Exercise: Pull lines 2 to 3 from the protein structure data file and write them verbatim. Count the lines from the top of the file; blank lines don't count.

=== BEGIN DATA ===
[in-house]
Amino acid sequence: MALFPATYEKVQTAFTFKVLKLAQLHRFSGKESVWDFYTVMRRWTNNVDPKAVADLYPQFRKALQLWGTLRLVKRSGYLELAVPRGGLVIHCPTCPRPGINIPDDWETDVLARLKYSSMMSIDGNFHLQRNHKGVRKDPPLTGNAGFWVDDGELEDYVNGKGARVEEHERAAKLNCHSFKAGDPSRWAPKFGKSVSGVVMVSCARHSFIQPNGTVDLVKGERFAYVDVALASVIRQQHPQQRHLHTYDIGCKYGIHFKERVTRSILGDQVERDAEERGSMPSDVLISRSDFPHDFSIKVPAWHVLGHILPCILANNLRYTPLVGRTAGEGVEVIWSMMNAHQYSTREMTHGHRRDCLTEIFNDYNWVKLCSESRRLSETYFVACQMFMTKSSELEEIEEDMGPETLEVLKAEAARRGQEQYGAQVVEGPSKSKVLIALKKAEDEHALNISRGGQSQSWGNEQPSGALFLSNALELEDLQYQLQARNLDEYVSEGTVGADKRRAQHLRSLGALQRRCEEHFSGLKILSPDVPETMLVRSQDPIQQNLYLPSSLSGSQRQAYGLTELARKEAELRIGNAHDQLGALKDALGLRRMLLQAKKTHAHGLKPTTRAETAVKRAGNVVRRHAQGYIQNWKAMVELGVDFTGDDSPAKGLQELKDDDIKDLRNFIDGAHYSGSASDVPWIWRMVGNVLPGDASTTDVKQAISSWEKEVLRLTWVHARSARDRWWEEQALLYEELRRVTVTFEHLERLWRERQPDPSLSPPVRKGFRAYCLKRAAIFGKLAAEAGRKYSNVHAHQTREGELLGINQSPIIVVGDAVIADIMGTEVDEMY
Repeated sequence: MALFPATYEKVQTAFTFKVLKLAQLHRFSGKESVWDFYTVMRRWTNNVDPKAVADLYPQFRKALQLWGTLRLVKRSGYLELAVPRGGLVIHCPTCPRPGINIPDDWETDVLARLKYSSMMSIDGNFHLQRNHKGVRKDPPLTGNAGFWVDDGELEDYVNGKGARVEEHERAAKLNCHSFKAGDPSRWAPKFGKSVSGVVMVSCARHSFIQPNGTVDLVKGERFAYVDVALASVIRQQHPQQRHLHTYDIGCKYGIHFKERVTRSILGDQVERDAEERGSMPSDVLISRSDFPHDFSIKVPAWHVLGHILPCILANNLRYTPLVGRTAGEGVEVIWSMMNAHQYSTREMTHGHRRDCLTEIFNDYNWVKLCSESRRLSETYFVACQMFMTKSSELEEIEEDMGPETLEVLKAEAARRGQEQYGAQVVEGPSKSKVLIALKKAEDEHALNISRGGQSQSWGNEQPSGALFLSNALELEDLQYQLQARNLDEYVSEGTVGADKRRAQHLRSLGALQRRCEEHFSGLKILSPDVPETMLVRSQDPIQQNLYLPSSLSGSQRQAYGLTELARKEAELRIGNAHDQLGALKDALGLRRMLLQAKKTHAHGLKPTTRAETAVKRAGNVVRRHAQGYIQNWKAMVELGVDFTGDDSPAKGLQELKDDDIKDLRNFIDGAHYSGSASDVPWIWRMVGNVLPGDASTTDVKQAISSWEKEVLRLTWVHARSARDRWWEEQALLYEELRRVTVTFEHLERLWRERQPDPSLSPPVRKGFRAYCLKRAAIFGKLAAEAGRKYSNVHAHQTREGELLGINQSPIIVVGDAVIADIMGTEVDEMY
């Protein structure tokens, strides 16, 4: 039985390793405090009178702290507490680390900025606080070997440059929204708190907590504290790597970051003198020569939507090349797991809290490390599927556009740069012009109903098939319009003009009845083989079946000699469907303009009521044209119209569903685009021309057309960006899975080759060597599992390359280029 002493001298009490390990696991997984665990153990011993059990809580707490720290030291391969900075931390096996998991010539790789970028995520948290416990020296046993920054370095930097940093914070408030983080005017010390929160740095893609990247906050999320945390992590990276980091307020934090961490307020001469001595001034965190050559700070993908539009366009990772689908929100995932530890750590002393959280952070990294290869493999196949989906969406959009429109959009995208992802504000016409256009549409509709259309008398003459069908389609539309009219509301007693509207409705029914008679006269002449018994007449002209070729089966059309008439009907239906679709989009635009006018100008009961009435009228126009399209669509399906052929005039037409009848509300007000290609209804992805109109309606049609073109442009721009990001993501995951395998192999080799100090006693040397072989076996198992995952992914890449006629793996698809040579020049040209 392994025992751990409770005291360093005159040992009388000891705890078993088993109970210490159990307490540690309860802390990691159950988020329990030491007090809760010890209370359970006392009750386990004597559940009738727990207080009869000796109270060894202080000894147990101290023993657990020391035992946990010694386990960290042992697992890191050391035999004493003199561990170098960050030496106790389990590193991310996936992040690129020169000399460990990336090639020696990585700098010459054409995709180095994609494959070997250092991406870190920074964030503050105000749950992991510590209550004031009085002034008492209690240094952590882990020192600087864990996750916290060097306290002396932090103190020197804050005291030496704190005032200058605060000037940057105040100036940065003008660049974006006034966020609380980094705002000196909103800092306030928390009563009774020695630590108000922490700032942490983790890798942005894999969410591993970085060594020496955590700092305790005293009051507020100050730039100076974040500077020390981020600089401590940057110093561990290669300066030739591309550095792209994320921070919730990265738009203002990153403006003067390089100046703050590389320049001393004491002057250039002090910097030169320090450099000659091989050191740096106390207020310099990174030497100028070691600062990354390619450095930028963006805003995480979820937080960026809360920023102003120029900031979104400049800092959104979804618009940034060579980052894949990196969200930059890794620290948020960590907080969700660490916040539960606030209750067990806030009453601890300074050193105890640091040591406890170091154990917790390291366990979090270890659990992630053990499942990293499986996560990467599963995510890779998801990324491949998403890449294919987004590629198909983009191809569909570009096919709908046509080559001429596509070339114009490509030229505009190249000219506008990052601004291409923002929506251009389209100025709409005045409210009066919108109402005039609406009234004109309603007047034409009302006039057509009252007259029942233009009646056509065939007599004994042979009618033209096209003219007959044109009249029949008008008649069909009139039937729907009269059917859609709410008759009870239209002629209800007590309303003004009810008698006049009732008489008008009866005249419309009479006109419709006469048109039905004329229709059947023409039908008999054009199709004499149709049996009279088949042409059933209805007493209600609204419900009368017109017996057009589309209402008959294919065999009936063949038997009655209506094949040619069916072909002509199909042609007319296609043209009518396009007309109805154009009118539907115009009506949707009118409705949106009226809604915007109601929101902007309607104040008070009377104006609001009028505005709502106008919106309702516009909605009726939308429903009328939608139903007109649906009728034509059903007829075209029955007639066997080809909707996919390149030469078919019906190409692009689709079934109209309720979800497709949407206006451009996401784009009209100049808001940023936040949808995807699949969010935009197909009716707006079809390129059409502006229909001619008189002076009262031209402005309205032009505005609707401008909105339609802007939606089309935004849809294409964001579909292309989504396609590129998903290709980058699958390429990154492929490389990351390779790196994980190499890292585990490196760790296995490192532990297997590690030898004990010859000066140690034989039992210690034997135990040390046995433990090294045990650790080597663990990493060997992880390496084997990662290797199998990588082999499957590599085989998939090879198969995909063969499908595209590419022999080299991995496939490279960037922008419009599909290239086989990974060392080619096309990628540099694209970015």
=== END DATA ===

Amino acid sequence: MALFPATYEKVQTAFTFKVLKLAQLHRFSGKESVWDFYTVMRRWTNNVDPKAVADLYPQFRKALQLWGTLRLVKRSGYLELAVPRGGLVIHCPTCPRPGINIPDDWETDVLARLKYSSMMSIDGNFHLQRNHKGVRKDPPLTGNAGFWVDDGELEDYVNGKGARVEEHERAAKLNCHSFKAGDPSRWAPKFGKSVSGVVMVSCARHSFIQPNGTVDLVKGERFAYVDVALASVIRQQHPQQRHLHTYDIGCKYGIHFKERVTRSILGDQVERDAEERGSMPSDVLISRSDFPHDFSIKVPAWHVLGHILPCILANNLRYTPLVGRTAGEGVEVIWSMMNAHQYSTREMTHGHRRDCLTEIFNDYNWVKLCSESRRLSETYFVACQMFMTKSSELEEIEEDMGPETLEVLKAEAARRGQEQYGAQVVEGPSKSKVLIALKKAEDEHALNISRGGQSQSWGNEQPSGALFLSNALELEDLQYQLQARNLDEYVSEGTVGADKRRAQHLRSLGALQRRCEEHFSGLKILSPDVPETMLVRSQDPIQQNLYLPSSLSGSQRQAYGLTELARKEAELRIGNAHDQLGALKDALGLRRMLLQAKKTHAHGLKPTTRAETAVKRAGNVVRRHAQGYIQNWKAMVELGVDFTGDDSPAKGLQELKDDDIKDLRNFIDGAHYSGSASDVPWIWRMVGNVLPGDASTTDVKQAISSWEKEVLRLTWVHARSARDRWWEEQALLYEELRRVTVTFEHLERLWRERQPDPSLSPPVRKGFRAYCLKRAAIFGKLAAEAGRKYSNVHAHQTREGELLGINQSPIIVVGDAVIADIMGTEVDEMY
Repeated sequence: MALFPATYEKVQTAFTFKVLKLAQLHRFSGKESVWDFYTVMRRWTNNVDPKAVADLYPQFRKALQLWGTLRLVKRSGYLELAVPRGGLVIHCPTCPRPGINIPDDWETDVLARLKYSSMMSIDGNFHLQRNHKGVRKDPPLTGNAGFWVDDGELEDYVNGKGARVEEHERAAKLNCHSFKAGDPSRWAPKFGKSVSGVVMVSCARHSFIQPNGTVDLVKGERFAYVDVALASVIRQQHPQQRHLHTYDIGCKYGIHFKERVTRSILGDQVERDAEERGSMPSDVLISRSDFPHDFSIKVPAWHVLGHILPCILANNLRYTPLVGRTAGEGVEVIWSMMNAHQYSTREMTHGHRRDCLTEIFNDYNWVKLCSESRRLSETYFVACQMFMTKSSELEEIEEDMGPETLEVLKAEAARRGQEQYGAQVVEGPSKSKVLIALKKAEDEHALNISRGGQSQSWGNEQPSGALFLSNALELEDLQYQLQARNLDEYVSEGTVGADKRRAQHLRSLGALQRRCEEHFSGLKILSPDVPETMLVRSQDPIQQNLYLPSSLSGSQRQAYGLTELARKEAELRIGNAHDQLGALKDALGLRRMLLQAKKTHAHGLKPTTRAETAVKRAGNVVRRHAQGYIQNWKAMVELGVDFTGDDSPAKGLQELKDDDIKDLRNFIDGAHYSGSASDVPWIWRMVGNVLPGDASTTDVKQAISSWEKEVLRLTWVHARSARDRWWEEQALLYEELRRVTVTFEHLERLWRERQPDPSLSPPVRKGFRAYCLKRAAIFGKLAAEAGRKYSNVHAHQTREGELLGINQSPIIVVGDAVIADIMGTEVDEMY